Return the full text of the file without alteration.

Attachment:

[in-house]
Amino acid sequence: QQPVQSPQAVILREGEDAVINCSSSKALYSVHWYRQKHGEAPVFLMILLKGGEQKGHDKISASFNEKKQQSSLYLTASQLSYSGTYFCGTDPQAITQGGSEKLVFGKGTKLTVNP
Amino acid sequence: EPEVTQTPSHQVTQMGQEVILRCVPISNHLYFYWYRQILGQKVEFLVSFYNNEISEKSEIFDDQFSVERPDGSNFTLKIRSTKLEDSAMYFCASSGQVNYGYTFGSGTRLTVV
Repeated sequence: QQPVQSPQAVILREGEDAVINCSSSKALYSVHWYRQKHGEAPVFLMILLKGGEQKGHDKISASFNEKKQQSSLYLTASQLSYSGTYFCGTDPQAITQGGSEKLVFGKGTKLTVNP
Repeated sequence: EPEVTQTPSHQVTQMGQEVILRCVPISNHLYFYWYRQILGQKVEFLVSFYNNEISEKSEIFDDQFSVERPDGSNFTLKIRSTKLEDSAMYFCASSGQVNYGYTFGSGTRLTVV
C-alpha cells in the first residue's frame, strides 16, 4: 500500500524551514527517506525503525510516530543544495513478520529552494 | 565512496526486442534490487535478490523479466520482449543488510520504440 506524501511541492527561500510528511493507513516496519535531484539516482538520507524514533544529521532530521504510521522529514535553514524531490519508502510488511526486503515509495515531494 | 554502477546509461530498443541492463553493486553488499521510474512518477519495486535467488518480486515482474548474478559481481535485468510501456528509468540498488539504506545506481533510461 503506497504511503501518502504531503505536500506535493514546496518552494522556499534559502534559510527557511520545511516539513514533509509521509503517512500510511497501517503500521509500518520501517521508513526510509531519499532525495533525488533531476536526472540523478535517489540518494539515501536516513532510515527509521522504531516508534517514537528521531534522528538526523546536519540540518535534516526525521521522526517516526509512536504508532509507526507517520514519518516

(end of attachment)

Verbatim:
[in-house]
Amino acid sequence: QQPVQSPQAVILREGEDAVINCSSSKALYSVHWYRQKHGEAPVFLMILLKGGEQKGHDKISASFNEKKQQSSLYLTASQLSYSGTYFCGTDPQAITQGGSEKLVFGKGTKLTVNP
Amino acid sequence: EPEVTQTPSHQVTQMGQEVILRCVPISNHLYFYWYRQILGQKVEFLVSFYNNEISEKSEIFDDQFSVERPDGSNFTLKIRSTKLEDSAMYFCASSGQVNYGYTFGSGTRLTVV
Repeated sequence: QQPVQSPQAVILREGEDAVINCSSSKALYSVHWYRQKHGEAPVFLMILLKGGEQKGHDKISASFNEKKQQSSLYLTASQLSYSGTYFCGTDPQAITQGGSEKLVFGKGTKLTVNP
Repeated sequence: EPEVTQTPSHQVTQMGQEVILRCVPISNHLYFYWYRQILGQKVEFLVSFYNNEISEKSEIFDDQFSVERPDGSNFTLKIRSTKLEDSAMYFCASSGQVNYGYTFGSGTRLTVV
C-alpha cells in the first residue's frame, strides 16, 4: 500500500524551514527517506525503525510516530543544495513478520529552494 | 565512496526486442534490487535478490523479466520482449543488510520504440 506524501511541492527561500510528511493507513516496519535531484539516482538520507524514533544529521532530521504510521522529514535553514524531490519508502510488511526486503515509495515531494 | 554502477546509461530498443541492463553493486553488499521510474512518477519495486535467488518480486515482474548474478559481481535485468510501456528509468540498488539504506545506481533510461 503506497504511503501518502504531503505536500506535493514546496518552494522556499534559502534559510527557511520545511516539513514533509509521509503517512500510511497501517503500521509500518520501517521508513526510509531519499532525495533525488533531476536526472540523478535517489540518494539515501536516513532510515527509521522504531516508534517514537528521531534522528538526523546536519540540518535534516526525521521522526517516526509512536504508532509507526507517520514519518516